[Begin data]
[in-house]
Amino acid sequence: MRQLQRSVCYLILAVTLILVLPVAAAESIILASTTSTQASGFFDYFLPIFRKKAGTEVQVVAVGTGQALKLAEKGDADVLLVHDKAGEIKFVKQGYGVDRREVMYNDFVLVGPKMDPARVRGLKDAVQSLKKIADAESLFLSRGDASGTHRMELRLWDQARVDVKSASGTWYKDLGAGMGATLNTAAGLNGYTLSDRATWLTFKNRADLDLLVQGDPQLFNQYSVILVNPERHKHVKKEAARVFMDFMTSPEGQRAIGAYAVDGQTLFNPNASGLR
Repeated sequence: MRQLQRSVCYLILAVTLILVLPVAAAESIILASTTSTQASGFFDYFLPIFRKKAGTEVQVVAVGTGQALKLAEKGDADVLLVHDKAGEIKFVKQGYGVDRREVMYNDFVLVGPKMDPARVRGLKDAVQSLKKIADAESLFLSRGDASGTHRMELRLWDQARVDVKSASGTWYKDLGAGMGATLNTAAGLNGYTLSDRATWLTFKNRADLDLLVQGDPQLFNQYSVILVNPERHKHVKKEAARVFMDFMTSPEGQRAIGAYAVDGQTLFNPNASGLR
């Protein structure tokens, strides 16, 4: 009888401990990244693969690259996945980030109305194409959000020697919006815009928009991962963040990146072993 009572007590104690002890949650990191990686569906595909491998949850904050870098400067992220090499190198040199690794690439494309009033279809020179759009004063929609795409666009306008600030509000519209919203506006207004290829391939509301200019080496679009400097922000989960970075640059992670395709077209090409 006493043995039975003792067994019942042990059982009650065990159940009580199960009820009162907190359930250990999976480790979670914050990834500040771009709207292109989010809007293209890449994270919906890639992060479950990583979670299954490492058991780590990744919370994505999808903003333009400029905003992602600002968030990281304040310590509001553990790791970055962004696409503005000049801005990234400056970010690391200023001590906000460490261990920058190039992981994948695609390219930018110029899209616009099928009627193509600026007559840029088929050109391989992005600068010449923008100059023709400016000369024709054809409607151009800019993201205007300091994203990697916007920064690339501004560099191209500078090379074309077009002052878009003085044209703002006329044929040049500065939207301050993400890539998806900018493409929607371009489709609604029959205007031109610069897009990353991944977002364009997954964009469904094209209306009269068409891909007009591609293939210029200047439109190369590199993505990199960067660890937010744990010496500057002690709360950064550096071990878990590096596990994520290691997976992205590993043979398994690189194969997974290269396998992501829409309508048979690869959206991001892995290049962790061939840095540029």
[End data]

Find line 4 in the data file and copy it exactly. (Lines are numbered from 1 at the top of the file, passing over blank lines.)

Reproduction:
């Protein structure tokens, strides 16, 4: 009888401990990244693969690259996945980030109305194409959000020697919006815009928009991962963040990146072993 009572007590104690002890949650990191990686569906595909491998949850904050870098400067992220090499190198040199690794690439494309009033279809020179759009004063929609795409666009306008600030509000519209919203506006207004290829391939509301200019080496679009400097922000989960970075640059992670395709077209090409 006493043995039975003792067994019942042990059982009650065990159940009580199960009820009162907190359930250990999976480790979670914050990834500040771009709207292109989010809007293209890449994270919906890639992060479950990583979670299954490492058991780590990744919370994505999808903003333009400029905003992602600002968030990281304040310590509001553990790791970055962004696409503005000049801005990234400056970010690391200023001590906000460490261990920058190039992981994948695609390219930018110029899209616009099928009627193509600026007559840029088929050109391989992005600068010449923008100059023709400016000369024709054809409607151009800019993201205007300091994203990697916007920064690339501004560099191209500078090379074309077009002052878009003085044209703002006329044929040049500065939207301050993400890539998806900018493409929607371009489709609604029959205007031109610069897009990353991944977002364009997954964009469904094209209306009269068409891909007009591609293939210029200047439109190369590199993505990199960067660890937010744990010496500057002690709360950064550096071990878990590096596990994520290691997976992205590993043979398994690189194969997974290269396998992501829409309508048979690869959206991001892995290049962790061939840095540029």